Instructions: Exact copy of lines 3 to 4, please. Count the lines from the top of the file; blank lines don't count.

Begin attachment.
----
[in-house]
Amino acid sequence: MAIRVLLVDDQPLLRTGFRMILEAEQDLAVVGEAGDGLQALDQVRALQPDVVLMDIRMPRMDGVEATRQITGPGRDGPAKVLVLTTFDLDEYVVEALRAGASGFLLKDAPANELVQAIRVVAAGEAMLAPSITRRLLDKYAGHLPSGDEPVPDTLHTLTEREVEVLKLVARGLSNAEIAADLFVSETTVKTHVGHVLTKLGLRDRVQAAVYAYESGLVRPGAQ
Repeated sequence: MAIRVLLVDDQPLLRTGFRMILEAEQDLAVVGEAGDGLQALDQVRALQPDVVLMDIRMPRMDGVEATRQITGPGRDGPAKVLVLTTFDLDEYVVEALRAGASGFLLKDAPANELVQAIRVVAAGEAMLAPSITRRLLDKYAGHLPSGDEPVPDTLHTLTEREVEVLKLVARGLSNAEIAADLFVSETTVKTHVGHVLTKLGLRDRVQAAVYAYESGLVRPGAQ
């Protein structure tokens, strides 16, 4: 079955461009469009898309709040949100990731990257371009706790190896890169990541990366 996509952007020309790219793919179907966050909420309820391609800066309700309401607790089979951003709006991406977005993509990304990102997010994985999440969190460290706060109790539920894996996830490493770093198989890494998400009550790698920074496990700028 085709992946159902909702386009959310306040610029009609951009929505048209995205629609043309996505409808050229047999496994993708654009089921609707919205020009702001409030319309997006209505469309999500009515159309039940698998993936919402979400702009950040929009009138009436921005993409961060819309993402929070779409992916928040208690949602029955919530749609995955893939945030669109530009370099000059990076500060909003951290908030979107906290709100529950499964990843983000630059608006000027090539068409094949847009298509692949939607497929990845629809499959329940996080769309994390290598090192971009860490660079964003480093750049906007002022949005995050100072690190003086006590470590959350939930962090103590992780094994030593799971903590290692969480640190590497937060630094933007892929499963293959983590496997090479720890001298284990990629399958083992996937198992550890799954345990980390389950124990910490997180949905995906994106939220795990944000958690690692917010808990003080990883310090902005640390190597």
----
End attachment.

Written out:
Repeated sequence: MAIRVLLVDDQPLLRTGFRMILEAEQDLAVVGEAGDGLQALDQVRALQPDVVLMDIRMPRMDGVEATRQITGPGRDGPAKVLVLTTFDLDEYVVEALRAGASGFLLKDAPANELVQAIRVVAAGEAMLAPSITRRLLDKYAGHLPSGDEPVPDTLHTLTEREVEVLKLVARGLSNAEIAADLFVSETTVKTHVGHVLTKLGLRDRVQAAVYAYESGLVRPGAQ
């Protein structure tokens, strides 16, 4: 079955461009469009898309709040949100990731990257371009706790190896890169990541990366 996509952007020309790219793919179907966050909420309820391609800066309700309401607790089979951003709006991406977005993509990304990102997010994985999440969190460290706060109790539920894996996830490493770093198989890494998400009550790698920074496990700028 085709992946159902909702386009959310306040610029009609951009929505048209995205629609043309996505409808050229047999496994993708654009089921609707919205020009702001409030319309997006209505469309999500009515159309039940698998993936919402979400702009950040929009009138009436921005993409961060819309993402929070779409992916928040208690949602029955919530749609995955893939945030669109530009370099000059990076500060909003951290908030979107906290709100529950499964990843983000630059608006000027090539068409094949847009298509692949939607497929990845629809499959329940996080769309994390290598090192971009860490660079964003480093750049906007002022949005995050100072690190003086006590470590959350939930962090103590992780094994030593799971903590290692969480640190590497937060630094933007892929499963293959983590496997090479720890001298284990990629399958083992996937198992550890799954345990980390389950124990910490997180949905995906994106939220795990944000958690690692917010808990003080990883310090902005640390190597």